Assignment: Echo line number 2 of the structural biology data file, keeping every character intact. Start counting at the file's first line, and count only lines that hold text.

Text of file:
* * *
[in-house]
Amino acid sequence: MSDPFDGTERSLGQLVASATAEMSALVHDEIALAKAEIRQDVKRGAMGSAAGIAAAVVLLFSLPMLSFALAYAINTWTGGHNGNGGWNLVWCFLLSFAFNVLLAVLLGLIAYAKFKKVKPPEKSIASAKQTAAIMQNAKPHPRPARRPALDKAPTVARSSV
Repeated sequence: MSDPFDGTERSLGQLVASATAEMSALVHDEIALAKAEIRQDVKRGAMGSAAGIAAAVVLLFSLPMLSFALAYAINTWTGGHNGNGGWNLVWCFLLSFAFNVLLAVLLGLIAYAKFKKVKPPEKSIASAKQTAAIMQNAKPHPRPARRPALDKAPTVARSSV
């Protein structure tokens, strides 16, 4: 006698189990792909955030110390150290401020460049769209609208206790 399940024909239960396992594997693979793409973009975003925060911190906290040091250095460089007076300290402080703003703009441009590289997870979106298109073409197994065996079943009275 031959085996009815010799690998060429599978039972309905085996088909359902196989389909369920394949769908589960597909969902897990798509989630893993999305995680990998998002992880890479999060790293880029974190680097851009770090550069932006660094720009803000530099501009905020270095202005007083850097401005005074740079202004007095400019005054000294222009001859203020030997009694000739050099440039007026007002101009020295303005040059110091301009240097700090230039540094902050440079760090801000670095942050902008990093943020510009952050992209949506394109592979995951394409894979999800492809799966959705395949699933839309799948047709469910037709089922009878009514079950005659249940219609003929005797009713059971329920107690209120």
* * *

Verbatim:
Amino acid sequence: MSDPFDGTERSLGQLVASATAEMSALVHDEIALAKAEIRQDVKRGAMGSAAGIAAAVVLLFSLPMLSFALAYAINTWTGGHNGNGGWNLVWCFLLSFAFNVLLAVLLGLIAYAKFKKVKPPEKSIASAKQTAAIMQNAKPHPRPARRPALDKAPTVARSSV